The SEC has sued a former money market fund portfolio manager for fraud, saying he misled investors about the value of derivatives he purchased for the funds.

Michael P. Traba, who managed two money market funds for The First National Bank of Chicago, ordered the fund administrator to set prices for derivatives based on a valuation method which Traba knew or should have known would provide inflated valuations, the SEC alleged in an administrative complaint filed Dec. 10. The funds, the Cash Management Fund and the MM Series Fund, would have had a net asset value of below $1.00 per share on at least eight occasions in 1994 had the derivatives been properly valued, the SEC alleged.

First Chicago now is part of Bank One Corp. Neither Bank One nor First Chicago have been charged in the case. Thomas A. Kelly, a spokesperson for Bank One, said Tuesday that no investors lost money as a result of the incidents described in the SEC action. First Chicago bought the derivatives back from the funds and took an accounting charge of $7.2 million in November, 1994, Kelly said.

An attorney for Traba did not return a call seeking comment on the allegations. The SEC complaint said Traba worked for First Chicago until Oct., 1994. The SEC is seeking a variety of sanctions against Traba, including fines.

The Traba case is the second the SEC's Chicago office has brought this year alleging mis-pricing of derivatives. The earlier complaint, filed in July, was against Piper Capital Management and several top officials. The case is pending.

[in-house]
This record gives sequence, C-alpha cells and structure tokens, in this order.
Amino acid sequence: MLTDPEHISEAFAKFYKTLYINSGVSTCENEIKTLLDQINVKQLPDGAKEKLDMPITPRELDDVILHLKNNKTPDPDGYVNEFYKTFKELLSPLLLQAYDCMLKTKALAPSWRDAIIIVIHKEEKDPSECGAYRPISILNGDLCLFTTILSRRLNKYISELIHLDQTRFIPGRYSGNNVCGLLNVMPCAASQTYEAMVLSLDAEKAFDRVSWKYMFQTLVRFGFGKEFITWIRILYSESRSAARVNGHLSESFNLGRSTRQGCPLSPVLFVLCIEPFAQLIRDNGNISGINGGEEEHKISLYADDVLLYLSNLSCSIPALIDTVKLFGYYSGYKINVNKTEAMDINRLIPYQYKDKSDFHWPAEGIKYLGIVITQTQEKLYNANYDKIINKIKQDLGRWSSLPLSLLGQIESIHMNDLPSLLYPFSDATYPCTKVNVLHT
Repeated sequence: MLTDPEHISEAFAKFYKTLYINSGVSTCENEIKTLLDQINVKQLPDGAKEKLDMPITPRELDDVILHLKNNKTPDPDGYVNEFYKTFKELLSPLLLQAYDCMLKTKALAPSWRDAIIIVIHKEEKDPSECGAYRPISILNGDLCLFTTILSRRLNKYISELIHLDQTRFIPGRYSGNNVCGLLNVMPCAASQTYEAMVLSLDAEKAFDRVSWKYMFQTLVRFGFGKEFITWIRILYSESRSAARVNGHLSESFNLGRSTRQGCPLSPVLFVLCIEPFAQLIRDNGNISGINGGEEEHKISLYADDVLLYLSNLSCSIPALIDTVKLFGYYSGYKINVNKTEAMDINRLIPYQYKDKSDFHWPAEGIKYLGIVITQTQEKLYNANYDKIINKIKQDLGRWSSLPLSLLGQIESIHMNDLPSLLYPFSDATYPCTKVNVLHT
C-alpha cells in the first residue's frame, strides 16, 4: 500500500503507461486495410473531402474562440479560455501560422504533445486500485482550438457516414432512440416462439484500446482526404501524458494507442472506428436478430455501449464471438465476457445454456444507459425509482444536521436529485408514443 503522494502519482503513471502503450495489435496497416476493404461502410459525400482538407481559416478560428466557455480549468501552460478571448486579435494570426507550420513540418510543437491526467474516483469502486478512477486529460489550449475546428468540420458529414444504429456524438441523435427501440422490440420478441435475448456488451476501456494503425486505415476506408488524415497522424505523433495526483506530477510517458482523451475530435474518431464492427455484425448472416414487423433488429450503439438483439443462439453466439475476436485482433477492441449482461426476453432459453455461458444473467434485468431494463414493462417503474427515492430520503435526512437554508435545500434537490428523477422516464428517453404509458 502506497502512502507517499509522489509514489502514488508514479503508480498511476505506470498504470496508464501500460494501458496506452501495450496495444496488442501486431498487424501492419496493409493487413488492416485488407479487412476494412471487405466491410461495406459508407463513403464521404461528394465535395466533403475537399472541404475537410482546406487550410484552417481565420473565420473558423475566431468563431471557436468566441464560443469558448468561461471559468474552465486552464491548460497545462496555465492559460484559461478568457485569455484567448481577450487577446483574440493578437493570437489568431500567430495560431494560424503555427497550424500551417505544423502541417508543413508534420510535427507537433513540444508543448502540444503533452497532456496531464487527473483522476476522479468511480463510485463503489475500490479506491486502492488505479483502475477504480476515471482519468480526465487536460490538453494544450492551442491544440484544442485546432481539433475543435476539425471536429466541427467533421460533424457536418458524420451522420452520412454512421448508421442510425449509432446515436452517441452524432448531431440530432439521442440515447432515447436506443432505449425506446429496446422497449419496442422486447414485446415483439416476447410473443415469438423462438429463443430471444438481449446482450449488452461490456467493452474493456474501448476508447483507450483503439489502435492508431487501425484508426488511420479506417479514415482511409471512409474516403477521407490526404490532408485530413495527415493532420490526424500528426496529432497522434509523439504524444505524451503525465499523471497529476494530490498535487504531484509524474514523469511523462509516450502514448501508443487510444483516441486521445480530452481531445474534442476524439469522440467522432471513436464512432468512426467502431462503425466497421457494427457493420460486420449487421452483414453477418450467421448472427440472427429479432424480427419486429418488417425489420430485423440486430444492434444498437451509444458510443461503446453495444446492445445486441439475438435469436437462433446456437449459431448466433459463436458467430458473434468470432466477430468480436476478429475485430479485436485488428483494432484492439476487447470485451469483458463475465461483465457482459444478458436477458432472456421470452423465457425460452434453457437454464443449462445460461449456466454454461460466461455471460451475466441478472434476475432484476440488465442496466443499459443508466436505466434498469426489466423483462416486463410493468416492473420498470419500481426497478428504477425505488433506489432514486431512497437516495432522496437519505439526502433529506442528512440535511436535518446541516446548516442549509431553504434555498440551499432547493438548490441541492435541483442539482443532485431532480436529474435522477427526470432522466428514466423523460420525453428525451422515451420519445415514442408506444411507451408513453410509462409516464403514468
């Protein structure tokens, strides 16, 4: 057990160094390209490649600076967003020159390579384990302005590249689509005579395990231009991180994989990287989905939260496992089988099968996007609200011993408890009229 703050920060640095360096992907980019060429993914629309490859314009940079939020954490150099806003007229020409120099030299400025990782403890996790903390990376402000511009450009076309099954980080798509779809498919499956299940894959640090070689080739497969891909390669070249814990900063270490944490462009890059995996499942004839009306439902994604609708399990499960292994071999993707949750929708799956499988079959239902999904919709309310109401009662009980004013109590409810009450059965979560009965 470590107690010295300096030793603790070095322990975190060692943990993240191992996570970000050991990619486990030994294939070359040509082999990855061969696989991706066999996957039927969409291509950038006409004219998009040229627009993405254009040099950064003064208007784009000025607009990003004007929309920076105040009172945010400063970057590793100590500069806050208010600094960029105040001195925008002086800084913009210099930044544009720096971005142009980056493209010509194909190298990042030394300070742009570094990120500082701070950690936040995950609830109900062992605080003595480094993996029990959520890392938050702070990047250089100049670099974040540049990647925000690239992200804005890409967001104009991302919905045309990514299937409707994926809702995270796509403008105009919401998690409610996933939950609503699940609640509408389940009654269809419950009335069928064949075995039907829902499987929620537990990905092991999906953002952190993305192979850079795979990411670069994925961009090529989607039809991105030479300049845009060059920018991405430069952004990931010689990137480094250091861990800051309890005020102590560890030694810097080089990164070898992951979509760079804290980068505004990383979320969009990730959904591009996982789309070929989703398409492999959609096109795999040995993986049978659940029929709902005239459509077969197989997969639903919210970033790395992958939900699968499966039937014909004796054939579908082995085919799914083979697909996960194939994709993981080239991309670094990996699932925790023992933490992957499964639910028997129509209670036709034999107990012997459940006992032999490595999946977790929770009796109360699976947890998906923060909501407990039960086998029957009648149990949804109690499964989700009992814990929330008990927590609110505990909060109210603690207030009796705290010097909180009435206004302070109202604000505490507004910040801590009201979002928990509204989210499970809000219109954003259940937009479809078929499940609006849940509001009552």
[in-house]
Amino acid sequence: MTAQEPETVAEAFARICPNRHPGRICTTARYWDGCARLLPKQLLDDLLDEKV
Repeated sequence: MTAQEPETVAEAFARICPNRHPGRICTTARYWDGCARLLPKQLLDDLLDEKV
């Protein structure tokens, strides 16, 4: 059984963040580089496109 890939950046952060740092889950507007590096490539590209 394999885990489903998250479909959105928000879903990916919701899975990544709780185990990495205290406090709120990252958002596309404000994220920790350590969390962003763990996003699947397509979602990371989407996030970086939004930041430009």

In the case announced last week, the SEC said Traba purchased so-called structured notes with a total face value of $50 million as of Oct., 1993. The value of the notes "fell substantially" after the Federal Reserve Board raised interest rates in early 1994, the SEC said.

From February to May, 1994, Traba ordered the funds' administrator to value the derivatives using a method based on the cost of the derivatives, the SEC said. The market value for the derivatives was "substantially lower" than the value set using costs, the SEC alleged.

After he was ordered to sell the derivatives out of the money market funds, Traba sold them at "materially inflated prices" into First Chicago trust accounts which he controlled, according to the SEC. The SEC characterized the moves as a "shell game" by which Traba transferred losses from the mutual funds to the trust accounts.

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